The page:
Assassination of Salwa Bugaighis: “A death that haunts the killers”

With sorrow mixed between the absence of justice and the spread of a culture of impunity, Libyans commemorate the assassination of lawyer and human rights activist Salwa Bugaighis, who is one of the most prominent and courageous voices defending freedom in general and women’s rights in particular in Libya.

Salwa was assassinated on 25 June 2014 in broad daylight in the middle of her house in the city of Benghazi, which was then a scene of assassinations, killings and intimidation of civil society, where gunmen attacked the house of the deceased and killed her with a hail of bullets, while they kidnapped her husband Essam Al-Gharyani, member of the Municipal Council of Benghazi, who was the most prominent candidate for the presidency of the council. His fate remains unknown up until today.

Salwa has emerged as an important figure since the February Revolution, with her participation in the Revolutionary Coalition, and her early presence in the Benghazi squares, demanding freedom and rights for the Libyan people. The lawyer did not stop performing her role after the end of the revolution months, to turn into a new role in the National Dialogue Committee, along with her human rights struggle.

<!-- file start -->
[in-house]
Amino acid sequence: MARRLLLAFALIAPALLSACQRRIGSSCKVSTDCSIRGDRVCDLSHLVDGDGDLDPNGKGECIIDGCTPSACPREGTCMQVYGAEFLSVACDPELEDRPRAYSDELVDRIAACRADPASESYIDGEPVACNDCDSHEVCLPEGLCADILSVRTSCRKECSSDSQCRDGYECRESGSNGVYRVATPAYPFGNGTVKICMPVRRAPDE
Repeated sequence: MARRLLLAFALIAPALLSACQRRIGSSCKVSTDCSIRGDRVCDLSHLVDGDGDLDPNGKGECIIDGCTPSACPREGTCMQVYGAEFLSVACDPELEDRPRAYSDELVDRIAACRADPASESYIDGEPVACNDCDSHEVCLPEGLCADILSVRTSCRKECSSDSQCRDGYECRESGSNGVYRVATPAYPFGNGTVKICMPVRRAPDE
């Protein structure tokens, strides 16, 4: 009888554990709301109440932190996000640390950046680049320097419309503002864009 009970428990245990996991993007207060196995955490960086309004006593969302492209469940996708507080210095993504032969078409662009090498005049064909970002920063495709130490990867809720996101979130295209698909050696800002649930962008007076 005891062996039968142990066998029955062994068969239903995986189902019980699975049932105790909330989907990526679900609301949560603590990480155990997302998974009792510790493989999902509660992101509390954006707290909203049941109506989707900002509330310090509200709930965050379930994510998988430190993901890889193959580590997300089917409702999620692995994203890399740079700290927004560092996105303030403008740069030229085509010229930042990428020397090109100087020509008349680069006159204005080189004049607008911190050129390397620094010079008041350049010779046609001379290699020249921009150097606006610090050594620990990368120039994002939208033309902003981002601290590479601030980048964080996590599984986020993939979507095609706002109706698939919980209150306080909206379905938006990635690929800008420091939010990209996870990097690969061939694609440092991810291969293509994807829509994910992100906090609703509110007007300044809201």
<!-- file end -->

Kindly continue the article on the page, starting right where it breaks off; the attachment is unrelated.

The news of Salwa’s assassination spread with a photo taken hours before she was elected, after she encouraged people to participate in the elections of the House of Representatives that was approved on 25 June 2014, believing in the principle of the circulation of power.

Until the last moments of her life, Salwa did not give up her courage, as just hours before her assassination, she posted through her personal account on Facebook a picture of an armed car carrying a black flag, usually raised by Ansar al-Sharia, which was watching her in front of her house.

Today, 6 years after the crime, those involved were not revealed and neither were their names, as no formal action was taken to do justice to Salwa, whose husband’s fate remains unknown. However, she continued to pursue her killers with her memory and the pain of her separation, which did not part Libyans.

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